Super Sons #1 Review

Written by Peter J. Tomasi
Art by Jorge Jimenez
Colours by Alejandro Sanchez
Published by DC Comics
Cover price: $2.99 USD

Peter J. Tomasi is a writer who has always excelled at sentiment. From the restless Kyle Rayner and Guy Gardner in Green Lantern Corps to the father-son dynamic in Batman and Robin, to the more recent, and different, father-son dynamic in Superman, it’s clear Tomasi has an affinity for pulling at the heart strings in the superhero genre. Super Sons is Tomasi taking a stab at writing boyhood adventures, and, to nobody’s surprise, he knocks it out of the park. Super Sons #1 is a really fun comic about two boys and their budding friendship doing what boys their age do, only with more capes and fighting and less parental supervision.

Super Sons #1 serves to set the stage for the series, establishing the different lives of Damian Wayne and Jonathan Kent, and their relationship. It’s incredibly well done, with Damian giving off the feeling of being an older kid trying to get his younger friend Jon into trouble while Jon acts like he wants Damian to go away. The two boys have a great dynamic, as Damian acts superior, prideful and in-charge, while Jon tries his best to maintain his good boy upbringing despite the fact that Damian clearly gets under his skin and is making him do things he sort of already wants to do. It’s just fun to see the two boys interact in a way that feels natural for their ages. Damian trying to act cool in front of Jonathan is adorable, and Jon just trying his hardest to keep being nice while also teasing Damian back is great. If you’re reading Teen Titans like I am for whatever reason, the issue has layers and plays nicely into the idea that Damian has recently realised that he needs more friends his own age, and Super Sons #1 approaches that really well, since you can tell Damian wants Jon to be his friend. Also, it’s funny. Really funny. The way the two ease each other is funny, but doesn’t ever feel like it gets too mean-spirited, and their reactions to each other’s lives is great too. Super Sons #1 just has great interaction between its leads and is just funny and charming.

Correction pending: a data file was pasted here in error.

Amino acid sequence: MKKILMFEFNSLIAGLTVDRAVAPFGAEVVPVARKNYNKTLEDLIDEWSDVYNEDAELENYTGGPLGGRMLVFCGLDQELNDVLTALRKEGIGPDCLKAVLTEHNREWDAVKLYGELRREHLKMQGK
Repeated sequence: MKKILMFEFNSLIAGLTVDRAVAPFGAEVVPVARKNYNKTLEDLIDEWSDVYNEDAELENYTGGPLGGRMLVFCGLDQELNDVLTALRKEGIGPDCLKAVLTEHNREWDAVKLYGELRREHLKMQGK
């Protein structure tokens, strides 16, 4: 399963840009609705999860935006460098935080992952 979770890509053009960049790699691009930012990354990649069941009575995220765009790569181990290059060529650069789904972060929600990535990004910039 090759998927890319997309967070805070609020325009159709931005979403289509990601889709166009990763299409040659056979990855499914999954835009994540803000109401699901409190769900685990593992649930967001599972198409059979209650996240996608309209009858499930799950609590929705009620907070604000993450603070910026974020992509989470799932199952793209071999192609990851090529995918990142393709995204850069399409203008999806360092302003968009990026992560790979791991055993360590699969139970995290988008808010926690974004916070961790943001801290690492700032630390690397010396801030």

There is also actually some plot, and a villain is setup, but it’s not that important, nor does it need to be. Everything in the story feels like a fun, superhero version of something real boys their age would do, from a snowball fight to breaking and entering into a scary place. Plus, the two actually do engage in some heroics, just on a smaller scale, like stopping bullies. We also see the home lives of both Damian and Jon, and by this point, Tomasi excels at writing both the Batfamily and Superfamily. We see that the two do have loving families, but also very busy fathers. It’s a good way to explain why the two would go around adventuring with each other, rather than with their fathers.

Jorge Jimenez’s art is a perfect fit for this series. It’s expressive and cartoon-y enough that it can work with the lighthearted story, while also being versatile enough that it can work with heartwarming and tense scenes. Plus, the sheer cute-factor really helps elevate the issue’s hijinks. Jimenez is also great with action scenes, and his scene of Jon running while carrying Damian has a lot of energy, so he’s set for that as well. Alejandro Sanchez’s colours work well, with bright colours for the daytime scenes that add to the sense of fun, with darker hues for the few night time scenes, which never feel too dark, and never take away from the sense of fun.


If this issue is any indicator, Super Sons is going to be an amazing series. One filled with fun and humour, but also one where the characters will have a great dynamic. If you like youthful exploits and the idea of two boys teasing each other and building a friendship as they have some adventures, Super Sons #1 is something you can’t miss.

5/5 – Amazing!

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